By LINDSEY KILBRIDE • JUL 3, 2018
With the Florida Department of Education’s release of school grades last week, the fate of two low-performing Duval schools was decided.
Lake Forest Elementary, Matthew Gilbert Middle School and Northwestern Middle all had to earn “C” grades this year or the state would require them to be either shut down or taken over by a charter school company or another external operator. Only Matthew Gilbert made the needed “C.”
Lake Forest dropped from a “D” to an “F,” and Northwestern remained a “D.”This fall, they’ll be taken over by the company Educational Directions, which the School Board chose in January.
Educational Directions President Joe DeSensi said his company has worked with at least 100 Duval schools over the last 14 years in different capacities — mostly consulting on training or auditing curricula. Others were taken over. For instance, Northshore K-8 rose from a “D” in 2010 to a “B” the next year under the company’s oversight.
DeSensi said Educational Directions already conducted a needs analysis on the low-performing schools before grades were released last month.
“We’ve gotten to help with the summer hiring, getting the leadership staff there and filling some of the open spots,” he said.
Educational Directions will be completely taking over Lake Forest Elementary’s and Northwestern Middle School’s personnel management, including the selection, supervision and evaluation of leadership and teachers, while the district will continue to support operations, including technology and bus transportation.
The board already approved principal changes at the two schools, although he said that wasn’t his company’s doing.
“Nobody had to leave because of us coming in,” he said.
DeSensi said according to the needs analysis, a big change in the schools will be in the work students do following their lessons. He said the goal should be activating students’ long-term memory. That means the company will be offering teachers a lot of professional development.
“The engagement of the student, the student work that the students are actually doing, [parents] may notice some differences,” DeSensi said. “But our hope would be because we’re not trying to take the school over like a charter, we’re trying to build capacity within that school, to raise the grades and be able to sustain that long after we’re gone.”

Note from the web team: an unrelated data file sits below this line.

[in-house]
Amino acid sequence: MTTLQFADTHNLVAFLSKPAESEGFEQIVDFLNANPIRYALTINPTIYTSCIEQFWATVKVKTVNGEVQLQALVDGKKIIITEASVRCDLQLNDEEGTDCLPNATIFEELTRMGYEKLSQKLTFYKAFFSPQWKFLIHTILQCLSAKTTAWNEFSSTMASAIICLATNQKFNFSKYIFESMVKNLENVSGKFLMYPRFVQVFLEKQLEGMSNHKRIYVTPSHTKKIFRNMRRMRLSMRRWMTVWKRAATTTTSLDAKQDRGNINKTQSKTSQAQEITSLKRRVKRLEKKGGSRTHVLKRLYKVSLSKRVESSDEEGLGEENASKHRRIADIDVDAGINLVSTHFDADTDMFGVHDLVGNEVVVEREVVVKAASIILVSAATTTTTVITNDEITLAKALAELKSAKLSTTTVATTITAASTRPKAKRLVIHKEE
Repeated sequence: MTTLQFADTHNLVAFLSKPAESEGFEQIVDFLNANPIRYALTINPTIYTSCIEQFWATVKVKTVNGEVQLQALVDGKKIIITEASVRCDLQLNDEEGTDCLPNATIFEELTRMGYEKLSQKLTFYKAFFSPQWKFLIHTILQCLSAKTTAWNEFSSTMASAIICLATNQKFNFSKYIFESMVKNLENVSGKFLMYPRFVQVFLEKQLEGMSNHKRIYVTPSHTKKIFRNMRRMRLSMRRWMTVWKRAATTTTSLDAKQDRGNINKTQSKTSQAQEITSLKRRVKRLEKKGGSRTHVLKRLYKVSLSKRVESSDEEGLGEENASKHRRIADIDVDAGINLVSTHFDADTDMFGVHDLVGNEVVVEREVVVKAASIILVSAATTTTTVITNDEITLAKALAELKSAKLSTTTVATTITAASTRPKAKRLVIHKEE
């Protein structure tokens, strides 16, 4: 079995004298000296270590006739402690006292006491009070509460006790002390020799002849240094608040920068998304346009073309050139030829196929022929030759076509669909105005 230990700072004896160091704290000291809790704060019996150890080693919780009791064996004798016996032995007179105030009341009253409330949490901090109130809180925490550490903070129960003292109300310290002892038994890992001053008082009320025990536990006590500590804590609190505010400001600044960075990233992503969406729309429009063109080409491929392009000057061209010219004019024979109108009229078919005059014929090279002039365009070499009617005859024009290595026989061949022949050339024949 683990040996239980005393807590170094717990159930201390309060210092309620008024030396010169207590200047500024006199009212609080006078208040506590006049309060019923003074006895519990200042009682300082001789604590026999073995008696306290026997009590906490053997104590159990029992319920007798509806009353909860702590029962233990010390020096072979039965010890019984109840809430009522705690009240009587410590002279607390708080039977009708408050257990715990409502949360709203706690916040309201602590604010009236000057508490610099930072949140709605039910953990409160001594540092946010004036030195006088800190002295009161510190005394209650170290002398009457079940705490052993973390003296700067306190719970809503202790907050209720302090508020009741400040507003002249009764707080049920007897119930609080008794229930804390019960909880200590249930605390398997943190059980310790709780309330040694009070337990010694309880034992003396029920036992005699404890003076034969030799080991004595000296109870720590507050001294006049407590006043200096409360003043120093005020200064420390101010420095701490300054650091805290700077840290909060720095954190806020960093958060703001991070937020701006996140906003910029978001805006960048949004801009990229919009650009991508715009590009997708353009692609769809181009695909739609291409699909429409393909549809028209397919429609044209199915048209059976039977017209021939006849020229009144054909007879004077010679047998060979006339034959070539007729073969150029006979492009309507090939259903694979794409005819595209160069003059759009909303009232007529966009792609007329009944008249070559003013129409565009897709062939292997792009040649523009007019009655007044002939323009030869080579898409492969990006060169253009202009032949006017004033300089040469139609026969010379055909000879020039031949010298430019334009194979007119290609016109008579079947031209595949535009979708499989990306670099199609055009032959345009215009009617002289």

DeSensi said this summer Educational Directions is also planning a two-day professional development training for leadership of the two schools.
Other methods his company uses include adding principal mentors and academic coaches. Overall the goal is to address academics, discipline, climate and instruction.
“If we keep those as the main things that we’re always concerned about, the other stuff seems to fall into place,” he said.
He believes the two schools will improve quickly.
“These schools may have had some bad grades in a row, but these are not broken schools,” DeSensi said. “These are schools that need a little bit of help in some targeted areas.”
The state’s rules for improving “D” and “F” schools have become stricter in recent years, leaving districts with fewer allowed turn-around methods and less time before the state intervenes.
This upcoming school year, Arlington Middle, Gregory Drive and George Washington Carver elementaries will have to make “C”s or the state will require them too, to be either shut down or taken over by a charter school company or another external operator, the Duval County School District confirmed.
The district is unsure if Ramona Boulevard will also be added to that list.
Several factors go into school grades, including standardized test scores, graduation rates and whether a school has shown improvement.
Photo used under Creative Commons.
Lindsey Kilbride can be reached at email@example.com, 904-358-6359 or on Twitter at@lindskilbride.